It was uncommon for developing countries where these issues frequently occur to be able to test for low-quality and counterfeit pharmaceuticals before recently, which required complex equipment. There are several issues raised by the tremendous amount of pharmaceutical intermediaries and active ingredients, from the technical (improvements in manufacturing practices and analytical capabilities) to the ethical and legal (for example, India allowed manufacturing of life-saving drugs even if it violated The law of patents).

Autonomous systems

As machines (both for peaceful purposes and for weapons) progress from being controlled by humans, to being automated, to being autonomous, with the ability to act without human intervention, there is an ever-increasing need for human involvement. Because these systems operate without human control and are designed to function and make decisions on their own, they have grown exponentially in terms of ethical, legal, social, and policy implications. The actions of autonomous systems are under the control of whom? Do scientists have a responsibility to design robotic systems that will decrease human fatalities if robotic technology has the potential to reduce them?

Human-animal hybrids (chimeras)

Thus far, scientists have kept hybrids between humans and animals in cellular form. The release of animal stem cells and embryos, or even more modest scientific experiments, violate the dignity of the human being and blur species boundaries. Research into interspecies interactions is it the next step in understanding human nature and curing disease, or is it a slippery slope towards creating new species and causing ethical dilemmas?

Ensuring access to wireless and spectrum

Across developed and developing nations, mobile wireless technology is having a profound impact on society. We are interacting with these technologies actively in unprecedented ways in communication, in conducting business, in learning, in forming relationships, in navigation, and in entertainment. As a result, government organizations increasingly rely on the radio spectrum to carry out their mission critical tasks. A convergence between advances in wireless technology and societal needs presents many challenges and opportunities in terms of making the most effective use of As a result, we must now have a policy discussion about how to make the most effective use of this precious resource, and how to close the digital divide for underserved populations (rural, low-income, developing areas).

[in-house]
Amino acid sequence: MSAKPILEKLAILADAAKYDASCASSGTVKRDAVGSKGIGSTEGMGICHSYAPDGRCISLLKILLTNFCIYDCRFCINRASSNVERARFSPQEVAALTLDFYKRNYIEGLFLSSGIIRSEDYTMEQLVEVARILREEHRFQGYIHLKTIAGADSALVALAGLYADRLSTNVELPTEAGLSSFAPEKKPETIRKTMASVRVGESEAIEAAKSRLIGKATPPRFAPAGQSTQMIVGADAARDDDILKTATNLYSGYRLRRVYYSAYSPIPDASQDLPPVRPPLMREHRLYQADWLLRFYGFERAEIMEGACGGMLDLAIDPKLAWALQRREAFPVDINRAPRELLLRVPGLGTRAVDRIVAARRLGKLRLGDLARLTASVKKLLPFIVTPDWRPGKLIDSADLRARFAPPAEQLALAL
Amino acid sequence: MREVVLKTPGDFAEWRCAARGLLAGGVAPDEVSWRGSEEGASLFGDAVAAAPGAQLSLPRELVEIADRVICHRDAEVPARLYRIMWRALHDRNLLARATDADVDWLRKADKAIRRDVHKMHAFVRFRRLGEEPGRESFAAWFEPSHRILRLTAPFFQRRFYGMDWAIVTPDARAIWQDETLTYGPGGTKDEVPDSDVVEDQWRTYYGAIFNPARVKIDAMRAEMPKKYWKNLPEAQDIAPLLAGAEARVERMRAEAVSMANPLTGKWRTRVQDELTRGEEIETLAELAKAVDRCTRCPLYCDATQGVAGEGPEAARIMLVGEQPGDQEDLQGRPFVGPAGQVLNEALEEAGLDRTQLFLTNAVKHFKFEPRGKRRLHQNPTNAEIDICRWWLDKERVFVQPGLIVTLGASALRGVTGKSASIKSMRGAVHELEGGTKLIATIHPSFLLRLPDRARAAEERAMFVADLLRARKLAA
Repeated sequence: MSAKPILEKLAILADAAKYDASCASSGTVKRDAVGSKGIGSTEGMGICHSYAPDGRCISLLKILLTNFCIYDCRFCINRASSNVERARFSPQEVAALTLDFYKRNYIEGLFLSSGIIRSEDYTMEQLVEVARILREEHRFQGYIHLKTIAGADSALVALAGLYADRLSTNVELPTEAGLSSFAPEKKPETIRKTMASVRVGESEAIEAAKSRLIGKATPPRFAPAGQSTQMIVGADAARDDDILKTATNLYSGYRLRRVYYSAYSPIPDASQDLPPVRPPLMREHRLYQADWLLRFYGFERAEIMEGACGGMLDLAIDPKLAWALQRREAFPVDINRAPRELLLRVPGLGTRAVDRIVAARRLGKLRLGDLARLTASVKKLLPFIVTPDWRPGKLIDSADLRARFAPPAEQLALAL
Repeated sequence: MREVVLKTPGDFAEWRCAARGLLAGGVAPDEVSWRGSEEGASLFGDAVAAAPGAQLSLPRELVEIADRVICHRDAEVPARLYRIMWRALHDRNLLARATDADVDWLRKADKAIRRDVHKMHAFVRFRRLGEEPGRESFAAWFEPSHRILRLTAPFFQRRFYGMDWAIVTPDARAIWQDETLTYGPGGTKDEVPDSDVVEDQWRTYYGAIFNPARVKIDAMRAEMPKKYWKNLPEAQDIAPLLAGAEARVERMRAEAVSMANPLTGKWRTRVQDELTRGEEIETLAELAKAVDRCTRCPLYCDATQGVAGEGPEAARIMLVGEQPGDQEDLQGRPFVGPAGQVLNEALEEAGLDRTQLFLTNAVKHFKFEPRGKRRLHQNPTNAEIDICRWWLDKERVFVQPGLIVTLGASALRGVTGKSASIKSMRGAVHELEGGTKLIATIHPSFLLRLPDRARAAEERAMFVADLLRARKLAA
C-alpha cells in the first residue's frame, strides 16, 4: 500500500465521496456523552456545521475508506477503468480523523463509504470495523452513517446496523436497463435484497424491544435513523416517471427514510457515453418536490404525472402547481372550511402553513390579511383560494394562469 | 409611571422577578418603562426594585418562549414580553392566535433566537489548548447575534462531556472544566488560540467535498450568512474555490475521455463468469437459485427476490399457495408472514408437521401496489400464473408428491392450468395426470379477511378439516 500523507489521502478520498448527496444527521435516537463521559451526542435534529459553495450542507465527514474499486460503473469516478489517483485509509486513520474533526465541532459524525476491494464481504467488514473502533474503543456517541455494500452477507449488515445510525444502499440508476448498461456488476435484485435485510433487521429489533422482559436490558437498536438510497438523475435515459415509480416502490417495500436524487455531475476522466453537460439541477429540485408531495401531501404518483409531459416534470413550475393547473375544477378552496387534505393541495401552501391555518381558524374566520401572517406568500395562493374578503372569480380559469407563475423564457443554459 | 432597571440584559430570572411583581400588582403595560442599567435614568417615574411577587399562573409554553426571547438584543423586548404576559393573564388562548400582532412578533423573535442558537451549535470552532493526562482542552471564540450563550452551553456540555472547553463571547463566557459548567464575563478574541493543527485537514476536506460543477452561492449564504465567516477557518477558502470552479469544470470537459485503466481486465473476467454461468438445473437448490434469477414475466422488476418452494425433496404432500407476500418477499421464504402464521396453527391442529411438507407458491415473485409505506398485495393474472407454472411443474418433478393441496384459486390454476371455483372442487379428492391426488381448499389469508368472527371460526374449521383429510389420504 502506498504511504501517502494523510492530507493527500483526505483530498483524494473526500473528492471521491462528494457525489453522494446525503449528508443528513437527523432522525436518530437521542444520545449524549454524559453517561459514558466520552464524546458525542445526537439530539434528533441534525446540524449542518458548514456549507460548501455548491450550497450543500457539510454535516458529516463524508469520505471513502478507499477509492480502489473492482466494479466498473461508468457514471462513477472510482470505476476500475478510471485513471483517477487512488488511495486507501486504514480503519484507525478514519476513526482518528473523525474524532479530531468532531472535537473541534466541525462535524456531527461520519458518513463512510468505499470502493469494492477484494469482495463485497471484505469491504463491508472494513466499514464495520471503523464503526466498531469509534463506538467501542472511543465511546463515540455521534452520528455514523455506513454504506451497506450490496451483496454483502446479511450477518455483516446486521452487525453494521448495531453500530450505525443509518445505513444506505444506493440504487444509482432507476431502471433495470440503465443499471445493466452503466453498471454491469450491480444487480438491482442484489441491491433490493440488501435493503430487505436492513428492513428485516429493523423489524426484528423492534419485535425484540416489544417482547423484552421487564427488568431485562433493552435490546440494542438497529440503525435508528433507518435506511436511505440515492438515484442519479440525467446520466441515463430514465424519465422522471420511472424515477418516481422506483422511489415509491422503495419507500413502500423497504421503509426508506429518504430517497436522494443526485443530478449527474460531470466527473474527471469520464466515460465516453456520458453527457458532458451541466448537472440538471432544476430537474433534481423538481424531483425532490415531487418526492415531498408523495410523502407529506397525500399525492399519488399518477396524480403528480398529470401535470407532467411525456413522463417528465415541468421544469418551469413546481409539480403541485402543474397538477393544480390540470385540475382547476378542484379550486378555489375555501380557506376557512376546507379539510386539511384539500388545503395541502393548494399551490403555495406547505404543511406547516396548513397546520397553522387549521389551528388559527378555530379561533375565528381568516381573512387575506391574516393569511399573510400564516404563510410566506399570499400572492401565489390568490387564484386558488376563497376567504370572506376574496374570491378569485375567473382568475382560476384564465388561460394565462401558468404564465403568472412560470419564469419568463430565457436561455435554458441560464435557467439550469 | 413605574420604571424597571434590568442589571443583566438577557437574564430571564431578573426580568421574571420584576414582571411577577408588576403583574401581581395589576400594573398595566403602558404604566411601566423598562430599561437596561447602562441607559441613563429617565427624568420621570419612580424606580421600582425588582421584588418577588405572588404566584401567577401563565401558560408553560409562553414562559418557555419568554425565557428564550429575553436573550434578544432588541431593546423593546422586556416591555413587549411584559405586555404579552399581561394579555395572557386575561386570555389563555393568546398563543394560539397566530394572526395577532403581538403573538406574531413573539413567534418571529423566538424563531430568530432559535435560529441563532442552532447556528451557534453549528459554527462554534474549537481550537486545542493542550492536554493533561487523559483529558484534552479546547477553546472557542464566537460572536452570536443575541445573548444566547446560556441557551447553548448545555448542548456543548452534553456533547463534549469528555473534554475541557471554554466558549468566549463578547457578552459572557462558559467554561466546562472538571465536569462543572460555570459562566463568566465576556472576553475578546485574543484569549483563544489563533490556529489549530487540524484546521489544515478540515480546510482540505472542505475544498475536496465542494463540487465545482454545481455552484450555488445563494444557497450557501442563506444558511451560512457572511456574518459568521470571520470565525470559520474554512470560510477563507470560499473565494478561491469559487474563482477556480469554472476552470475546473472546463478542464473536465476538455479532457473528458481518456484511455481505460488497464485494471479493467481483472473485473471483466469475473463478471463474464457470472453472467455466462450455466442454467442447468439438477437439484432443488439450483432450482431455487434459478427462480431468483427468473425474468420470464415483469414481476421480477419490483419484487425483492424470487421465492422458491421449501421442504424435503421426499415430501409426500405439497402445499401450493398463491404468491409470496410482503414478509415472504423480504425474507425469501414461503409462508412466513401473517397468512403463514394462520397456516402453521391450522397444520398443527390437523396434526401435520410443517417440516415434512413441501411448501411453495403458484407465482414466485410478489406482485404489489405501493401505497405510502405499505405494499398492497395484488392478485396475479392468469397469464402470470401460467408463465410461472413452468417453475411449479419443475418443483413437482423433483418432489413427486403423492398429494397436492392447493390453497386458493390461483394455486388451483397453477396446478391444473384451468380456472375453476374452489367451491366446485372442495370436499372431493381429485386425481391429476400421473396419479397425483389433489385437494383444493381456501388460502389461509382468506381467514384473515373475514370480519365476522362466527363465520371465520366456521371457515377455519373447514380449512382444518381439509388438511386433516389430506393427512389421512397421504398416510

Data collection and privacy

Are we aware of the huge amounts of data we give to commercial entities every time we use social media, shop with a store discount card, or purchase goods online? In an age when microprocessors and permanent memory are affordable technology, we must be open to thinking about what types of information we should collect and retain. Would it make sense to create diabetic insulin implants that could alert your doctor or insurance provider when you make poor diet choices, and should that decision make you ineligible for certain kinds of Would it be a good idea if cars were equipped with sensors that monitored speed and other measures of driving quality? Should the data from these sensors be made available to the authorities after crashes? In order to bridge the gap between data collection and meaningful outcomes, appropriate policy discussion is required.

Human enhancements

It is already possible to enhance your health by using pharmaceuticals, surgery, mechanical and neurological techniques. Yet this same kind of enhancement can be used to enhance the human biological function beyond what is expected in a society. How do we know what is therapy and what is In today’s world, when so many people lack access to basic therapeutic medicine, how can humans justify enhancing their bodies?